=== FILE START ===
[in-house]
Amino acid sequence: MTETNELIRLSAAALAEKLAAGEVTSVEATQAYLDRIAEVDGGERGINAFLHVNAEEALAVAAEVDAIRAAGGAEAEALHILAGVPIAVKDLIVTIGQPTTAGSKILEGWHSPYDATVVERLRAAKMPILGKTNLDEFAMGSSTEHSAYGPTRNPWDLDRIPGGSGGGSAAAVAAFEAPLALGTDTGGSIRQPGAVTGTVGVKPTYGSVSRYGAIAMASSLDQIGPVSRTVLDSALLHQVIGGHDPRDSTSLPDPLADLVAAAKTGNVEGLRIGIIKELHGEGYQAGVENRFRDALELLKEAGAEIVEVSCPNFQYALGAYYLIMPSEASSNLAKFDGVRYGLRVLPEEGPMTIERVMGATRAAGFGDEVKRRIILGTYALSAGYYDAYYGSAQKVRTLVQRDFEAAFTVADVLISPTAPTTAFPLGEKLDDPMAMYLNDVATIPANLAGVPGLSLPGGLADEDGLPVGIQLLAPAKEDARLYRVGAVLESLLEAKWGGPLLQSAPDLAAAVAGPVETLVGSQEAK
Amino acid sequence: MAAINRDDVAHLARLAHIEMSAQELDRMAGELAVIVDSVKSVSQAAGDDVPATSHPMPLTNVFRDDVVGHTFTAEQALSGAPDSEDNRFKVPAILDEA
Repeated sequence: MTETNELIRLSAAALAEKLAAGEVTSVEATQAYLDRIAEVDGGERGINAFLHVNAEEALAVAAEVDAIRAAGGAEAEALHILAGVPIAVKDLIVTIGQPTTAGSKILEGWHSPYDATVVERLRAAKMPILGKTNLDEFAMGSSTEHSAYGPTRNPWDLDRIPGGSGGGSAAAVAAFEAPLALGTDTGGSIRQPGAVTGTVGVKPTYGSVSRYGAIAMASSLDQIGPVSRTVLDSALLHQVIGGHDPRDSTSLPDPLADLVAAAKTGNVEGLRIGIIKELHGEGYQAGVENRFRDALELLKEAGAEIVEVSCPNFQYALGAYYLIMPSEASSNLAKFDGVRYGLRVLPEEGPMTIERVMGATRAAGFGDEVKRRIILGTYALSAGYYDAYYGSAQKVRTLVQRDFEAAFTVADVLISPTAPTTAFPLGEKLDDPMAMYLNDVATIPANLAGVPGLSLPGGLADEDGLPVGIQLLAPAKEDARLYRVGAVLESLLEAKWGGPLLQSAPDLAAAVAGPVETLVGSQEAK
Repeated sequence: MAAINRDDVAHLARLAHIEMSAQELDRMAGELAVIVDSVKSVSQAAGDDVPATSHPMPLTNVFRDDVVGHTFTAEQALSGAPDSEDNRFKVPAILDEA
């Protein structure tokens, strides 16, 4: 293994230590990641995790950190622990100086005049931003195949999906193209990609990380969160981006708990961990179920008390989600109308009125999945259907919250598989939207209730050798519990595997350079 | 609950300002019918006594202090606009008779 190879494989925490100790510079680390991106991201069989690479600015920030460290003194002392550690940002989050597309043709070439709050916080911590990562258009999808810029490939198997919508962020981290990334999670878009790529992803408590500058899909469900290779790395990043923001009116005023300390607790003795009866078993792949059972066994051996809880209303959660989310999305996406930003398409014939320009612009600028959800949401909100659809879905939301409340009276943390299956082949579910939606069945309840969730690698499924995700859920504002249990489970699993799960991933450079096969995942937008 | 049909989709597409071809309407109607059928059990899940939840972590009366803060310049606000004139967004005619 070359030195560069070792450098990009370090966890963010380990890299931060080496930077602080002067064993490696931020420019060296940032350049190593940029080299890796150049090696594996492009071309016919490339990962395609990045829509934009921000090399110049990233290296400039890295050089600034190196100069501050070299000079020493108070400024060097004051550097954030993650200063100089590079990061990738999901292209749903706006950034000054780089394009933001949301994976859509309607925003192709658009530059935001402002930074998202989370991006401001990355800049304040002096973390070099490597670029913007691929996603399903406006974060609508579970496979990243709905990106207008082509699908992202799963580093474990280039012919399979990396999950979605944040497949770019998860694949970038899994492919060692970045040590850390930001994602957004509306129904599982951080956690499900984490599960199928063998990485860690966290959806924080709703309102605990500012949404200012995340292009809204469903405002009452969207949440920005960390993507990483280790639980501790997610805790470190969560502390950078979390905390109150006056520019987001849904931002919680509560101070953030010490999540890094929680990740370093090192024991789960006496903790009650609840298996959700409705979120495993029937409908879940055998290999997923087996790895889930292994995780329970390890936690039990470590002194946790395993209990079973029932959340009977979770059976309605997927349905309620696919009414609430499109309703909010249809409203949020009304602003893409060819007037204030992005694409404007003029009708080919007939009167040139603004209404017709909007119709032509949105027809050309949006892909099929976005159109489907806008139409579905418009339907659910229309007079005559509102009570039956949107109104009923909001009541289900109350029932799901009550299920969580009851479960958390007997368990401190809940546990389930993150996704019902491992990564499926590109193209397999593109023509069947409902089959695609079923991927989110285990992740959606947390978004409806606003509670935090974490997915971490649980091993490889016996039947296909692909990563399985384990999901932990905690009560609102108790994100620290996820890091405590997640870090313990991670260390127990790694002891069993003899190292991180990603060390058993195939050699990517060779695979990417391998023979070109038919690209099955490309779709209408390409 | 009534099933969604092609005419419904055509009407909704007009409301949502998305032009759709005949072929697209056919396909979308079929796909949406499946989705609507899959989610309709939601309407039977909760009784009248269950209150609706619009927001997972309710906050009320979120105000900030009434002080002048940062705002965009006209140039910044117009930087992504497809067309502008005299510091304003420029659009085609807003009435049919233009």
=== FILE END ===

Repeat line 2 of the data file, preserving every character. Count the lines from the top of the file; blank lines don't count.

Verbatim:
Amino acid sequence: MTETNELIRLSAAALAEKLAAGEVTSVEATQAYLDRIAEVDGGERGINAFLHVNAEEALAVAAEVDAIRAAGGAEAEALHILAGVPIAVKDLIVTIGQPTTAGSKILEGWHSPYDATVVERLRAAKMPILGKTNLDEFAMGSSTEHSAYGPTRNPWDLDRIPGGSGGGSAAAVAAFEAPLALGTDTGGSIRQPGAVTGTVGVKPTYGSVSRYGAIAMASSLDQIGPVSRTVLDSALLHQVIGGHDPRDSTSLPDPLADLVAAAKTGNVEGLRIGIIKELHGEGYQAGVENRFRDALELLKEAGAEIVEVSCPNFQYALGAYYLIMPSEASSNLAKFDGVRYGLRVLPEEGPMTIERVMGATRAAGFGDEVKRRIILGTYALSAGYYDAYYGSAQKVRTLVQRDFEAAFTVADVLISPTAPTTAFPLGEKLDDPMAMYLNDVATIPANLAGVPGLSLPGGLADEDGLPVGIQLLAPAKEDARLYRVGAVLESLLEAKWGGPLLQSAPDLAAAVAGPVETLVGSQEAK